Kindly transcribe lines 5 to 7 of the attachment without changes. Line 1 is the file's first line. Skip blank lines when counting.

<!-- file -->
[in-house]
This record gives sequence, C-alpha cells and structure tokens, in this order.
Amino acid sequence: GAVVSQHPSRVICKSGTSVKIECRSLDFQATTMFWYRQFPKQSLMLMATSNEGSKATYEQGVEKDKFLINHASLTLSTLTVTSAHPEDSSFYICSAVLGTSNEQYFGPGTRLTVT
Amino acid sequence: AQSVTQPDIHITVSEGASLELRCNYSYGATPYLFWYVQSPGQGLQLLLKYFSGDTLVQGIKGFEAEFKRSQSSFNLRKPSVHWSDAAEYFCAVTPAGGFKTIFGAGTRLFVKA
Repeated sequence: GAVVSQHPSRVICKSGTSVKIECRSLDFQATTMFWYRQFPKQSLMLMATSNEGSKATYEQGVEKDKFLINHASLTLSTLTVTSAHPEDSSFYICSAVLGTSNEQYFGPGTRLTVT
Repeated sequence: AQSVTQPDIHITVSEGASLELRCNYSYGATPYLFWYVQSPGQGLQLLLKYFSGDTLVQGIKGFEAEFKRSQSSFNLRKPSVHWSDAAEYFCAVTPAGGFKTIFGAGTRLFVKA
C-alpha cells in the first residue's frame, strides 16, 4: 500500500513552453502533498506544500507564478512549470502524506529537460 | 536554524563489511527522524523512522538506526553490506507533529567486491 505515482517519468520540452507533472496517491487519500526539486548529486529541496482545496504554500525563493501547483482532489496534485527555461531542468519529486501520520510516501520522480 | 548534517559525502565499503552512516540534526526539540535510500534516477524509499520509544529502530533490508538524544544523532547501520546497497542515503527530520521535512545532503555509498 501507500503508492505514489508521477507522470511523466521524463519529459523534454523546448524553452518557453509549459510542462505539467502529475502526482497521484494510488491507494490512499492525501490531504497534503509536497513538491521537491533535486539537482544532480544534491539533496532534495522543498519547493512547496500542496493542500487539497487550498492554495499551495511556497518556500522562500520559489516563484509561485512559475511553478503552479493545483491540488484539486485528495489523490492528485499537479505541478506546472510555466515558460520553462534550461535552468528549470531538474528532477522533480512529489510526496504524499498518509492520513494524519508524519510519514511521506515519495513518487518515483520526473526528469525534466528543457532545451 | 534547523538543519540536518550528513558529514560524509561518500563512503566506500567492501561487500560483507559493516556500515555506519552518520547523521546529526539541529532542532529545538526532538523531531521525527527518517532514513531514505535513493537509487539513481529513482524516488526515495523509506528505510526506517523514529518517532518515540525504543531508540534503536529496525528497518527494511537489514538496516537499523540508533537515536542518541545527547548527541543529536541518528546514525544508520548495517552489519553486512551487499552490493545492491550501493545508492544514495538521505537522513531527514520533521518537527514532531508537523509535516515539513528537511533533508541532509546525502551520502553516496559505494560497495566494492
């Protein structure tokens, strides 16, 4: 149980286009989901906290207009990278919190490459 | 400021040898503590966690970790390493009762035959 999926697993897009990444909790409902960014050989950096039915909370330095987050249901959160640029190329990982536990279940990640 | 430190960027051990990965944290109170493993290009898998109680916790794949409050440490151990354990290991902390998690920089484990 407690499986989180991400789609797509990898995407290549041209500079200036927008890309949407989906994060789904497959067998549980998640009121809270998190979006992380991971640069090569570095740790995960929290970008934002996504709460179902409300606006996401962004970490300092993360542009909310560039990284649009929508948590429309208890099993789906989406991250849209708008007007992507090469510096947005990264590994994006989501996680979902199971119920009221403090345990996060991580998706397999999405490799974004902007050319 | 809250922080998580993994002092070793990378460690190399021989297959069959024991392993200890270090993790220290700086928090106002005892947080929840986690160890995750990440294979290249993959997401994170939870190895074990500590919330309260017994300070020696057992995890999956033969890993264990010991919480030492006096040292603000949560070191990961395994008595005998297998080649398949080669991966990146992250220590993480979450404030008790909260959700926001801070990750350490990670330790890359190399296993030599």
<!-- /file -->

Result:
Repeated sequence: GAVVSQHPSRVICKSGTSVKIECRSLDFQATTMFWYRQFPKQSLMLMATSNEGSKATYEQGVEKDKFLINHASLTLSTLTVTSAHPEDSSFYICSAVLGTSNEQYFGPGTRLTVT
Repeated sequence: AQSVTQPDIHITVSEGASLELRCNYSYGATPYLFWYVQSPGQGLQLLLKYFSGDTLVQGIKGFEAEFKRSQSSFNLRKPSVHWSDAAEYFCAVTPAGGFKTIFGAGTRLFVKA
C-alpha cells in the first residue's frame, strides 16, 4: 500500500513552453502533498506544500507564478512549470502524506529537460 | 536554524563489511527522524523512522538506526553490506507533529567486491 505515482517519468520540452507533472496517491487519500526539486548529486529541496482545496504554500525563493501547483482532489496534485527555461531542468519529486501520520510516501520522480 | 548534517559525502565499503552512516540534526526539540535510500534516477524509499520509544529502530533490508538524544544523532547501520546497497542515503527530520521535512545532503555509498 501507500503508492505514489508521477507522470511523466521524463519529459523534454523546448524553452518557453509549459510542462505539467502529475502526482497521484494510488491507494490512499492525501490531504497534503509536497513538491521537491533535486539537482544532480544534491539533496532534495522543498519547493512547496500542496493542500487539497487550498492554495499551495511556497518556500522562500520559489516563484509561485512559475511553478503552479493545483491540488484539486485528495489523490492528485499537479505541478506546472510555466515558460520553462534550461535552468528549470531538474528532477522533480512529489510526496504524499498518509492520513494524519508524519510519514511521506515519495513518487518515483520526473526528469525534466528543457532545451 | 534547523538543519540536518550528513558529514560524509561518500563512503566506500567492501561487500560483507559493516556500515555506519552518520547523521546529526539541529532542532529545538526532538523531531521525527527518517532514513531514505535513493537509487539513481529513482524516488526515495523509506528505510526506517523514529518517532518515540525504543531508540534503536529496525528497518527494511537489514538496516537499523540508533537515536542518541545527547548527541543529536541518528546514525544508520548495517552489519553486512551487499552490493545492491550501493545508492544514495538521505537522513531527514520533521518537527514532531508537523509535516515539513528537511533533508541532509546525502551520502553516496559505494560497495566494492